“You are the salt of the earth; but if the salt loses its flavor,
When Jesus began his famous sermon on the mount, the Bible says that he was talking to his disciples - in other words - his followers (Matthew 5:1). These words were geared specifically for those who had given up everything to follow him, and they still apply to his disciples today.
Jesus calls all his followers to be salt and light to the world. So what does this mean for us today? During Jesus' time, most of the salt used in Israel came from the Dead Sea, so it was full of impurities and would lose some of its flavours. But salt had many uses other than flavouring. It acted as a preservative, melted ice and was used to heal wounds. So it is an excellent description of how the relationship of a believer in Christ should be toward the world.
By using salt as an example, Jesus was telling us that while we, like salt, are full of impurities (sin), we also bring a message that makes life better. However, we are in danger of losing our flavour, the longer we align ourselves with the world's values and beliefs. As disciples of Christ, we all have the same mission - to go into all the world and preach the gospel (Mark 16:15). This should be our main focus and message in the world. If we stop sharing this news, we lose our flavour and will be "good for nothing but to be thrown out and trampled underfoot by men."
We are also called to be a light to the world. We are not to hide that light (our belief that Jesus is Lord and Saviour), but to share it with EVERYONE. This can be a scary thing in an age where Christians are no longer tolerated. But guess what? Christians have not been tolerated since the church began. They have been persecuted since the beginning and will continue to be persecuted until Jesus comes again.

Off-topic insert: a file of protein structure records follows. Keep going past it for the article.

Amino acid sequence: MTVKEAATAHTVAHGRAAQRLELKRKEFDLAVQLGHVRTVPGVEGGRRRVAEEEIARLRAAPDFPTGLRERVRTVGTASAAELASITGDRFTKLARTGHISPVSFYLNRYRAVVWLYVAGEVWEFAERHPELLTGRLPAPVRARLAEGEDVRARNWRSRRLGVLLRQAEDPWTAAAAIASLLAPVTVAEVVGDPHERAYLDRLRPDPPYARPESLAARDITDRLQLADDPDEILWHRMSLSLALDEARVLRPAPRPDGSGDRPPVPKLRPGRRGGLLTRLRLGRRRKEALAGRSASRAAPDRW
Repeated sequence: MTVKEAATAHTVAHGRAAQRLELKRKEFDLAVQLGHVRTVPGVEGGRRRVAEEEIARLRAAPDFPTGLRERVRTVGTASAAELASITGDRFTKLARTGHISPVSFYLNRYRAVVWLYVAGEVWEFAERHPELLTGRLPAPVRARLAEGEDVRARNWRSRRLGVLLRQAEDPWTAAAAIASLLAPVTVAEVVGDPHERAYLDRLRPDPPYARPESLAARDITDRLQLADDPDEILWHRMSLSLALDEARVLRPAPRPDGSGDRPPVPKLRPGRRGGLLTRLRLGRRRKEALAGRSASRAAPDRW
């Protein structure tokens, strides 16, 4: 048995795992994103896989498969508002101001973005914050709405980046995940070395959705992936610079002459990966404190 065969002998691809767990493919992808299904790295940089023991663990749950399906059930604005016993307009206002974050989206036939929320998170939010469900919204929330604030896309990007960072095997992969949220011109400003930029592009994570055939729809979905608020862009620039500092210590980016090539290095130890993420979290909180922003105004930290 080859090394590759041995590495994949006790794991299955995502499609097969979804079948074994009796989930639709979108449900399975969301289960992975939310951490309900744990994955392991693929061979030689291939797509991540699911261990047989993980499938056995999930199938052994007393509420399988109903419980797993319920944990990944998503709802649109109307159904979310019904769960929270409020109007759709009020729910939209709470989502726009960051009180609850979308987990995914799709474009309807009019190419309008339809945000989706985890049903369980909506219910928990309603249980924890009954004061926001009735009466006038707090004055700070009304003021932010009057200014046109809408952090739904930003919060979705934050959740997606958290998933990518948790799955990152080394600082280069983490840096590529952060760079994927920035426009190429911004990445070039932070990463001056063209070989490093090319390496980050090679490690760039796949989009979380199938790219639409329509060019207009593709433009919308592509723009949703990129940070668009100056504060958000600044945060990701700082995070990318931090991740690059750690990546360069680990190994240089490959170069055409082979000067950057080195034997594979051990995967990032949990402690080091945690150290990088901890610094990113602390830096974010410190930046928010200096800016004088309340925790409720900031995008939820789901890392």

We are commanded to "go into all the world and preach the gospel." And what is that gospel? It is the message that Jesus Christ came into the world to save sinners like you and me. His death took our sins to the cross and nailed them there. And His resurrection is the hope we share that God has redeemed us for Himself. This is love and is the reason why Jesus is called "the light of the world."
This message of redemption has never changed in its importance or in its urgency. It is why Antipas, whom Jesus speaks of in Revelation 2:13, was slowly roasted to death inside the statue of a bronze bull, the symbol and companion of Zeus. This happened in Pergamum, which, according to Jesus, "was the city where Satan lived." Antipas went to be a light in the darkness and was killed for it. It is why the Apostle John was boiled in oil, survived and was exiled to the island of Patmos. It is why the Apostle Peter was crucified upside down on a cross. This message of salvation in Jesus Christ has driven every Christian since the church began. It is why we risk death - so that no one should perish and be eternally separated from God.
The irony, of course, is that this message of light, love and life we are preaching is not a message the world wants to hear. Why? Because we are called to be salt (which can sting) and light (which exposes the darkness) in a world that is without morals, filled with darkness and given over to their sin nature. So how do we share the message of Jesus and be salt and light to a world that calls our news intolerant?
We do not attack others because of their lifestyles or their beliefs. In fact, the only ones Jesus ever attacked verbally by calling them names were the Temple priests and scribes (Matthew 12:34). We feed the homeless, care for the poor, visit the sick in hospital, or do something in our communities that would bring joy to others and show the love of Christ. So that when someone asks you why you do these things you will be able to say without fear, I do it because of Jesus. That is being a light, and it is in accordance with what Jesus commanded us, "Let your light so shine before men, that they may see your good works and glorify your Father in heaven."